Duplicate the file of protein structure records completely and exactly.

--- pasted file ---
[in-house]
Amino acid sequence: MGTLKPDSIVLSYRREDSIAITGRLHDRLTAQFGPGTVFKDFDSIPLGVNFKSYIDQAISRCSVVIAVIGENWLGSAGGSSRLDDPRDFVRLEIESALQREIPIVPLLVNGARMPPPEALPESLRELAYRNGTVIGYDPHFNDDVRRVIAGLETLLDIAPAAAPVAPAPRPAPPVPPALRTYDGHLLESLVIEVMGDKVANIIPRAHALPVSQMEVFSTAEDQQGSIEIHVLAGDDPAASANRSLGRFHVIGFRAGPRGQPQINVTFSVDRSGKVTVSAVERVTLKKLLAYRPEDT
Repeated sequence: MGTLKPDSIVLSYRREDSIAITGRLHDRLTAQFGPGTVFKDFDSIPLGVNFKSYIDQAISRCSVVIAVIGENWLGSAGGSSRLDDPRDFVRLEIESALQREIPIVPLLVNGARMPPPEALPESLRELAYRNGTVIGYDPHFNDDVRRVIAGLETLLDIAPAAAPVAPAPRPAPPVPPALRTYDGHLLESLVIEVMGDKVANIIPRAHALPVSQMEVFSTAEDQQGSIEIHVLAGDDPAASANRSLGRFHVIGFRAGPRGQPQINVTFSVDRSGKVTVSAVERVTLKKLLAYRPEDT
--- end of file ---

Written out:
[in-house]
Amino acid sequence: MGTLKPDSIVLSYRREDSIAITGRLHDRLTAQFGPGTVFKDFDSIPLGVNFKSYIDQAISRCSVVIAVIGENWLGSAGGSSRLDDPRDFVRLEIESALQREIPIVPLLVNGARMPPPEALPESLRELAYRNGTVIGYDPHFNDDVRRVIAGLETLLDIAPAAAPVAPAPRPAPPVPPALRTYDGHLLESLVIEVMGDKVANIIPRAHALPVSQMEVFSTAEDQQGSIEIHVLAGDDPAASANRSLGRFHVIGFRAGPRGQPQINVTFSVDRSGKVTVSAVERVTLKKLLAYRPEDT
Repeated sequence: MGTLKPDSIVLSYRREDSIAITGRLHDRLTAQFGPGTVFKDFDSIPLGVNFKSYIDQAISRCSVVIAVIGENWLGSAGGSSRLDDPRDFVRLEIESALQREIPIVPLLVNGARMPPPEALPESLRELAYRNGTVIGYDPHFNDDVRRVIAGLETLLDIAPAAAPVAPAPRPAPPVPPALRTYDGHLLESLVIEVMGDKVANIIPRAHALPVSQMEVFSTAEDQQGSIEIHVLAGDDPAASANRSLGRFHVIGFRAGPRGQPQINVTFSVDRSGKVTVSAVERVTLKKLLAYRPEDT